A prominent Irish poet whose work should be appealing to a local audience will give the 11th annual Hassett Reading on Thursday in the Montante Cultural Center of Canisius College.
Paula Meehan, who was appointed the Ireland Professor of Poetry in 2013, a post equivalent to poet laureate, will speak at 7 p.m. in the center, 2001 Main St.
The event, part of the Canisius College Contemporary Writers Series, is free and open to all.
“Her work is going to have a special resonance in Buffalo,” said novelist and Canisius College English professor Mick Cochrane, coordinator of the Contemporary Writers Series. “She identifies herself as growing up in a couple of working-class neighborhoods in Dublin, and in her poems there is a fierce and big-hearted solidarity with women and children, with people at the margins, the ones who are left behind in economic booms.”
With more than seven volumes of original work and contributions to other books, said Cochrane, “She is a poet at the height of her powers, with a rich body of work.”
One of her poems, “The Pattern,” describes her relationship with her mother, and begins: “Little has come down to me of hers, /a sewing machine, a wedding band,/ a clutch of photos, the sting of her hand/ across my face in one of our wars/ when we had grown bitter and apart./ Some say that’s the fate of the eldest daughter./ I wish now she’d lasted till after/ I’d grown up. We might have made a new start/ as women without tags like ‘mother, wife,/ sister, daughter,’ taken our chance from there./ At forty-two she headed for god knows where./ I’ve never gone back to visit her grave.”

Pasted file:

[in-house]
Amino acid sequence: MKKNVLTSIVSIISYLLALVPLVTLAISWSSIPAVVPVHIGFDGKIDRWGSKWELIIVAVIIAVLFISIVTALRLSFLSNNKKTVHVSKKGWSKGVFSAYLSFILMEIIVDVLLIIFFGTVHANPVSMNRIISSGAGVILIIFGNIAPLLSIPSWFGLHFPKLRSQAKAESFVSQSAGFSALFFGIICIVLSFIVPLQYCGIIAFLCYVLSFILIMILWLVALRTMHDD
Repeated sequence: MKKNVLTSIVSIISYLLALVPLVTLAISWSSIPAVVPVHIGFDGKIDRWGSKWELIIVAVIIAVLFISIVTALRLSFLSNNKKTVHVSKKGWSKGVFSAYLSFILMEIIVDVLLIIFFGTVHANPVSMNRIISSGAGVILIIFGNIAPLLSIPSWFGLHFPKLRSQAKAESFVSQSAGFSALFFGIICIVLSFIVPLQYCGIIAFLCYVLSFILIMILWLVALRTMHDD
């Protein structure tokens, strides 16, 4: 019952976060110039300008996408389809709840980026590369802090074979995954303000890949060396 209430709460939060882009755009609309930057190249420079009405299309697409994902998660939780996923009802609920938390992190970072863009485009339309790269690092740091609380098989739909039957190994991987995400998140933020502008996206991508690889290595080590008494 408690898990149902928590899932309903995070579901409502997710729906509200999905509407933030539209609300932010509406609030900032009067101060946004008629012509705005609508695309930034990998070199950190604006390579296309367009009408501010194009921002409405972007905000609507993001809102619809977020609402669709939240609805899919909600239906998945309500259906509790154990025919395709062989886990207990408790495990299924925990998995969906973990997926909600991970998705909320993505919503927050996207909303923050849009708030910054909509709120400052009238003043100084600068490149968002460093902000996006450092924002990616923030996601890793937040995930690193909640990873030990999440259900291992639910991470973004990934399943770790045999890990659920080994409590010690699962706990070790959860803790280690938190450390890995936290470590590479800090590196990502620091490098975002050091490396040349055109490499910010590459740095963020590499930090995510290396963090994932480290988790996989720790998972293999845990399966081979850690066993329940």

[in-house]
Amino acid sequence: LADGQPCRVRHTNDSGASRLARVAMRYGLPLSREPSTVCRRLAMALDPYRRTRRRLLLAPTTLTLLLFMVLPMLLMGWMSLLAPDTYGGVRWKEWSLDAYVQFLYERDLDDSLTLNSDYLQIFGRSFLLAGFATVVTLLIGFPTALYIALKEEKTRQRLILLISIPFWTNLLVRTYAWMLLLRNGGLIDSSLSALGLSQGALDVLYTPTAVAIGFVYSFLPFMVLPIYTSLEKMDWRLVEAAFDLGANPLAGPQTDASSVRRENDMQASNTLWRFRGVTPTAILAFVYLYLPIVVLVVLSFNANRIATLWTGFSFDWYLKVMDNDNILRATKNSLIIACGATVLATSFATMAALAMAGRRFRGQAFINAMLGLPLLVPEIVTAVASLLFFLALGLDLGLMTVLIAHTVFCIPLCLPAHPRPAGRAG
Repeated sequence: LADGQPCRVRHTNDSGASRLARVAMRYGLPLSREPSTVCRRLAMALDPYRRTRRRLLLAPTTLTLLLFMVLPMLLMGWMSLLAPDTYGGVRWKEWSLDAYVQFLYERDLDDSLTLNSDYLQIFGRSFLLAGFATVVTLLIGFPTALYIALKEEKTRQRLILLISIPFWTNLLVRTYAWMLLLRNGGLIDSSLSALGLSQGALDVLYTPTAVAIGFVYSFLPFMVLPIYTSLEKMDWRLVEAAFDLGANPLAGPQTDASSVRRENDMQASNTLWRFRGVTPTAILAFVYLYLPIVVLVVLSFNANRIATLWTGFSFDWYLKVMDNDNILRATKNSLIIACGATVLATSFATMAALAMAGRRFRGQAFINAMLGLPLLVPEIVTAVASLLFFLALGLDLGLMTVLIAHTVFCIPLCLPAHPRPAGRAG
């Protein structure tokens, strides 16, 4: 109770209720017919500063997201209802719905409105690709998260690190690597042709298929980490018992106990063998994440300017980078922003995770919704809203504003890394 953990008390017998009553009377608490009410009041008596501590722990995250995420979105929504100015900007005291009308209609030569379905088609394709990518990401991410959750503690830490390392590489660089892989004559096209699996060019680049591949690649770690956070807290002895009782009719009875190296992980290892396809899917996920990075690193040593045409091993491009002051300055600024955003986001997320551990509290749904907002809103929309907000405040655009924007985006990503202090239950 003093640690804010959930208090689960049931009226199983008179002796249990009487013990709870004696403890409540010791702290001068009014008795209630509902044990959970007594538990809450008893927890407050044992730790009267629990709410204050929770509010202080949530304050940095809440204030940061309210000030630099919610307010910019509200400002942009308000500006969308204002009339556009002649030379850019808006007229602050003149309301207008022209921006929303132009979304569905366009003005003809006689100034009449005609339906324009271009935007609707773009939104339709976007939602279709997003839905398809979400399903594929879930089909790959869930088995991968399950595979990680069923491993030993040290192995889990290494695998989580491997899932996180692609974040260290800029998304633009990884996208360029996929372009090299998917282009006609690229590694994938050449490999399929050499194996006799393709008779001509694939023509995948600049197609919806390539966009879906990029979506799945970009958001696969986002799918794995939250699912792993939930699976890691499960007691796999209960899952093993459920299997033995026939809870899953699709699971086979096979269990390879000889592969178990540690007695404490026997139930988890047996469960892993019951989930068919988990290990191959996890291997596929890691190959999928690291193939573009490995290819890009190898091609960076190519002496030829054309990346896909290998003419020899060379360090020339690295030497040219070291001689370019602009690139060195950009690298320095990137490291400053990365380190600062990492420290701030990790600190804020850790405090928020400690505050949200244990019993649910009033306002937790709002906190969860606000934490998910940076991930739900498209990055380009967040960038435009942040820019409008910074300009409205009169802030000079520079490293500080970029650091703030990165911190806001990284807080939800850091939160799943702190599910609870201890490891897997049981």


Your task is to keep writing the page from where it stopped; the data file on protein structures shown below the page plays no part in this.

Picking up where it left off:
In “Death of a Field,” she writes, “The field itself is lost the morning it becomes a site/ When the Notice goes up: Fingal County Council – 44 houses/ The memory of the field is lost with the loss of its herbs/ Though the woodpigeons in the willow/ And the finches in what’s left of the hawthorn hedge/ And the wagtail in the elder/ Sing on their hungry summer song/ The magpies sound like flying castanets ...”
“When the land becomes property, there is that sense of elegiac loss,” said Cochrane. But Meehan’s poetry ranges far and wide. “There are poems that are lullabies, songs, stories that are based on myth and folklore, and a great musical quality to all of her work.”
Working behind the scenes to bring the Irish poets here is Joseph Hassett, a 1964 Canisius graduate and corporate trial attorney in Washington whose family has endowed the lecture series.
The writer series is supported by the Hassett, Scoma and Lowery Endowments and the William H. Fitzpatrick Chair of Political Science. It was founded with a grant from the John R. Oishei Foundation and continued through the Peter Canisius Distinguished Teaching Professorship Program.
Books will be sold by Talking Leaves, and Meehan will sign books after a question-and-answer period.